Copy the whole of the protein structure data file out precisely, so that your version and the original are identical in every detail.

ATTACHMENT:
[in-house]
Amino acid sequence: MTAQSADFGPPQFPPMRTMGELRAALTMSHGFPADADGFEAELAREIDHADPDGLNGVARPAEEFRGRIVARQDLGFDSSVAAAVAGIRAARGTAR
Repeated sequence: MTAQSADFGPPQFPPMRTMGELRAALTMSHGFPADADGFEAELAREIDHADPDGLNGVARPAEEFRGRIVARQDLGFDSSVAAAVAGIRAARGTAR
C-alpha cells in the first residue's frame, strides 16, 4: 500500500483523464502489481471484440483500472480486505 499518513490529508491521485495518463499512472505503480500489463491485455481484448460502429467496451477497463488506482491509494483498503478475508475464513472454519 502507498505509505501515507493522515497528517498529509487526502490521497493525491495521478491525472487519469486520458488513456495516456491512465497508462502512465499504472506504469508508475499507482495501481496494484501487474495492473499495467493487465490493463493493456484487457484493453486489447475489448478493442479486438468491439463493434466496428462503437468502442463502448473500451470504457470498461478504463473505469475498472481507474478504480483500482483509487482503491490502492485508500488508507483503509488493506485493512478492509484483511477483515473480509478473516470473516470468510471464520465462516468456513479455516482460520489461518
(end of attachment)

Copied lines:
[in-house]
Amino acid sequence: MTAQSADFGPPQFPPMRTMGELRAALTMSHGFPADADGFEAELAREIDHADPDGLNGVARPAEEFRGRIVARQDLGFDSSVAAAVAGIRAARGTAR
Repeated sequence: MTAQSADFGPPQFPPMRTMGELRAALTMSHGFPADADGFEAELAREIDHADPDGLNGVARPAEEFRGRIVARQDLGFDSSVAAAVAGIRAARGTAR
C-alpha cells in the first residue's frame, strides 16, 4: 500500500483523464502489481471484440483500472480486505 499518513490529508491521485495518463499512472505503480500489463491485455481484448460502429467496451477497463488506482491509494483498503478475508475464513472454519 502507498505509505501515507493522515497528517498529509487526502490521497493525491495521478491525472487519469486520458488513456495516456491512465497508462502512465499504472506504469508508475499507482495501481496494484501487474495492473499495467493487465490493463493493456484487457484493453486489447475489448478493442479486438468491439463493434466496428462503437468502442463502448473500451470504457470498461478504463473505469475498472481507474478504480483500482483509487482503491490502492485508500488508507483503509488493506485493512478492509484483511477483515473480509478473516470473516470468510471464520465462516468456513479455516482460520489461518